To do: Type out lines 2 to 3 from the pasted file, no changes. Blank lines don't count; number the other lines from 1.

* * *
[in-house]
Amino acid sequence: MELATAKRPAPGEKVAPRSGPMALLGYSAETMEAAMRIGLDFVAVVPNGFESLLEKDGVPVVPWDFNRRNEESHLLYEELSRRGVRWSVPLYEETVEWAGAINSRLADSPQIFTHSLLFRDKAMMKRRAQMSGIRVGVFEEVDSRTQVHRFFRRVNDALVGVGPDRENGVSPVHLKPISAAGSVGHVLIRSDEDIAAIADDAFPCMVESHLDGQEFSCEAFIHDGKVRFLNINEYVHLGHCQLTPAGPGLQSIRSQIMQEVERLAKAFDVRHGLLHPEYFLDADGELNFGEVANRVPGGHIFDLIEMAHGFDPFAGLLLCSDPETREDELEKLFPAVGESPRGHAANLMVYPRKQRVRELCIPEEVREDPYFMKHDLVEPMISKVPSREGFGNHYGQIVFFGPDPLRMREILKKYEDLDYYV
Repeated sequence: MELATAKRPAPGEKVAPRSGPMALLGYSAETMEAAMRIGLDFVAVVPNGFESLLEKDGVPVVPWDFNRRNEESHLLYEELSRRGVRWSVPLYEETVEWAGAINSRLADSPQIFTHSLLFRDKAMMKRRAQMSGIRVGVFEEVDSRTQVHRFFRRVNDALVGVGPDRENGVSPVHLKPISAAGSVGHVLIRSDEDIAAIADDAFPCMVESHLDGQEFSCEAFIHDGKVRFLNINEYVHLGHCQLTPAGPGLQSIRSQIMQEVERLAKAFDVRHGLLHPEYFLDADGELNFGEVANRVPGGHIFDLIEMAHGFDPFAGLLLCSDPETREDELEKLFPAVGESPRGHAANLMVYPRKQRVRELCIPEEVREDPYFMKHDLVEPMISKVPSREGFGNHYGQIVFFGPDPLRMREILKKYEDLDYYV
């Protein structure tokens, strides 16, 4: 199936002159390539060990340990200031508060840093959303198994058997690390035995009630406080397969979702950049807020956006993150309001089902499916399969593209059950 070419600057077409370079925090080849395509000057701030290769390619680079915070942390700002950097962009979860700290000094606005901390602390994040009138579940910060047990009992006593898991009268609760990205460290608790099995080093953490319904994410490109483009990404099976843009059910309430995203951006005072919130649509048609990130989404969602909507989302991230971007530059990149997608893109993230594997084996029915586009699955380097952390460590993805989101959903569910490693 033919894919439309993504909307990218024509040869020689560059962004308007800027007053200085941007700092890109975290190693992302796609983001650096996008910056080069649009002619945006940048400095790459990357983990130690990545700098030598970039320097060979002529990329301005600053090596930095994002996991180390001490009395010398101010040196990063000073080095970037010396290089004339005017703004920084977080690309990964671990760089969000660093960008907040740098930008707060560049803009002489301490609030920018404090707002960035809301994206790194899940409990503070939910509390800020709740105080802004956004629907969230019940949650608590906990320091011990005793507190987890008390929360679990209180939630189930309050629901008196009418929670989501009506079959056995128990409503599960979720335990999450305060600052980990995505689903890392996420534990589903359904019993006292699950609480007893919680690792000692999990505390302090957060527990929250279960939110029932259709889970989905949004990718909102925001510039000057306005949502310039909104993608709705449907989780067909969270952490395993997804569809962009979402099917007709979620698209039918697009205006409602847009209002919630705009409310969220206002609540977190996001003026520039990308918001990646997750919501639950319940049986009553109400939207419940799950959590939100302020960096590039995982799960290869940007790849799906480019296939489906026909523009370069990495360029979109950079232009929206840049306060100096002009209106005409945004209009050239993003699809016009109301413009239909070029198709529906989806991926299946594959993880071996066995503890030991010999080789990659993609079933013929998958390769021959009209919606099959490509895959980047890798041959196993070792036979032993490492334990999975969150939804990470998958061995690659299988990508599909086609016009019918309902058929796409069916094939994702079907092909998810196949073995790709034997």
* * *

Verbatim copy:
Amino acid sequence: MELATAKRPAPGEKVAPRSGPMALLGYSAETMEAAMRIGLDFVAVVPNGFESLLEKDGVPVVPWDFNRRNEESHLLYEELSRRGVRWSVPLYEETVEWAGAINSRLADSPQIFTHSLLFRDKAMMKRRAQMSGIRVGVFEEVDSRTQVHRFFRRVNDALVGVGPDRENGVSPVHLKPISAAGSVGHVLIRSDEDIAAIADDAFPCMVESHLDGQEFSCEAFIHDGKVRFLNINEYVHLGHCQLTPAGPGLQSIRSQIMQEVERLAKAFDVRHGLLHPEYFLDADGELNFGEVANRVPGGHIFDLIEMAHGFDPFAGLLLCSDPETREDELEKLFPAVGESPRGHAANLMVYPRKQRVRELCIPEEVREDPYFMKHDLVEPMISKVPSREGFGNHYGQIVFFGPDPLRMREILKKYEDLDYYV
Repeated sequence: MELATAKRPAPGEKVAPRSGPMALLGYSAETMEAAMRIGLDFVAVVPNGFESLLEKDGVPVVPWDFNRRNEESHLLYEELSRRGVRWSVPLYEETVEWAGAINSRLADSPQIFTHSLLFRDKAMMKRRAQMSGIRVGVFEEVDSRTQVHRFFRRVNDALVGVGPDRENGVSPVHLKPISAAGSVGHVLIRSDEDIAAIADDAFPCMVESHLDGQEFSCEAFIHDGKVRFLNINEYVHLGHCQLTPAGPGLQSIRSQIMQEVERLAKAFDVRHGLLHPEYFLDADGELNFGEVANRVPGGHIFDLIEMAHGFDPFAGLLLCSDPETREDELEKLFPAVGESPRGHAANLMVYPRKQRVRELCIPEEVREDPYFMKHDLVEPMISKVPSREGFGNHYGQIVFFGPDPLRMREILKKYEDLDYYV